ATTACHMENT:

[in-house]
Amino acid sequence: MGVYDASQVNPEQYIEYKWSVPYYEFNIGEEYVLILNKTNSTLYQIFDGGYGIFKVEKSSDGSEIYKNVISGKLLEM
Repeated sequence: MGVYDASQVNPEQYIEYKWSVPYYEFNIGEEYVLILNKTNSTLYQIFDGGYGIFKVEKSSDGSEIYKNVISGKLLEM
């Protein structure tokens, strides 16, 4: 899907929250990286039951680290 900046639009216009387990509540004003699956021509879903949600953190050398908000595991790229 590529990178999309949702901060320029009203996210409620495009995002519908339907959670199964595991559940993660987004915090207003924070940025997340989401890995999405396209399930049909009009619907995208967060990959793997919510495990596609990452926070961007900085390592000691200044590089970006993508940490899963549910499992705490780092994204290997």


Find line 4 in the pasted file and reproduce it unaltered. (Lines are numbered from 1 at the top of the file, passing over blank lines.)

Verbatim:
């Protein structure tokens, strides 16, 4: 899907929250990286039951680290 900046639009216009387990509540004003699956021509879903949600953190050398908000595991790229 590529990178999309949702901060320029009203996210409620495009995002519908339907959670199964595991559940993660987004915090207003924070940025997340989401890995999405396209399930049909009009619907995208967060990959793997919510495990596609990452926070961007900085390592000691200044590089970006993508940490899963549910499992705490780092994204290997």